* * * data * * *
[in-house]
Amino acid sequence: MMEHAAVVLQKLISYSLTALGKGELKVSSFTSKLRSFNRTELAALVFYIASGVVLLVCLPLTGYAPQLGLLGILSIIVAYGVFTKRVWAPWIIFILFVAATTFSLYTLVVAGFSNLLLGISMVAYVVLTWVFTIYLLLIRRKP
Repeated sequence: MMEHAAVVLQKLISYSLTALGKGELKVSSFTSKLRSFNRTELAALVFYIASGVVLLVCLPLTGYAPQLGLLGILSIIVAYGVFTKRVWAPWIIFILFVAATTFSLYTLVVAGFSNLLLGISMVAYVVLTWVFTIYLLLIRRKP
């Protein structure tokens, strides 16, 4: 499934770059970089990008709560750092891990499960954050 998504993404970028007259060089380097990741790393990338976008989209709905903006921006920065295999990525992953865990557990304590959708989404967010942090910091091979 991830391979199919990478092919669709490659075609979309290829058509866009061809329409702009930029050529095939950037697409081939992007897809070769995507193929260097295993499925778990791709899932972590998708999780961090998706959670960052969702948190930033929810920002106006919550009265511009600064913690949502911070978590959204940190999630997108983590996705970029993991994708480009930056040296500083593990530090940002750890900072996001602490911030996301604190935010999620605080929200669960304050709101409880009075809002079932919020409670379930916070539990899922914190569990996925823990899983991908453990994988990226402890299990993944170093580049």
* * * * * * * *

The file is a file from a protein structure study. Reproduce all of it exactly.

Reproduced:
[in-house]
Amino acid sequence: MMEHAAVVLQKLISYSLTALGKGELKVSSFTSKLRSFNRTELAALVFYIASGVVLLVCLPLTGYAPQLGLLGILSIIVAYGVFTKRVWAPWIIFILFVAATTFSLYTLVVAGFSNLLLGISMVAYVVLTWVFTIYLLLIRRKP
Repeated sequence: MMEHAAVVLQKLISYSLTALGKGELKVSSFTSKLRSFNRTELAALVFYIASGVVLLVCLPLTGYAPQLGLLGILSIIVAYGVFTKRVWAPWIIFILFVAATTFSLYTLVVAGFSNLLLGISMVAYVVLTWVFTIYLLLIRRKP
């Protein structure tokens, strides 16, 4: 499934770059970089990008709560750092891990499960954050 998504993404970028007259060089380097990741790393990338976008989209709905903006921006920065295999990525992953865990557990304590959708989404967010942090910091091979 991830391979199919990478092919669709490659075609979309290829058509866009061809329409702009930029050529095939950037697409081939992007897809070769995507193929260097295993499925778990791709899932972590998708999780961090998706959670960052969702948190930033929810920002106006919550009265511009600064913690949502911070978590959204940190999630997108983590996705970029993991994708480009930056040296500083593990530090940002750890900072996001602490911030996301604190935010999620605080929200669960304050709101409880009075809002079932919020409670379930916070539990899922914190569990996925823990899983991908453990994988990226402890299990993944170093580049």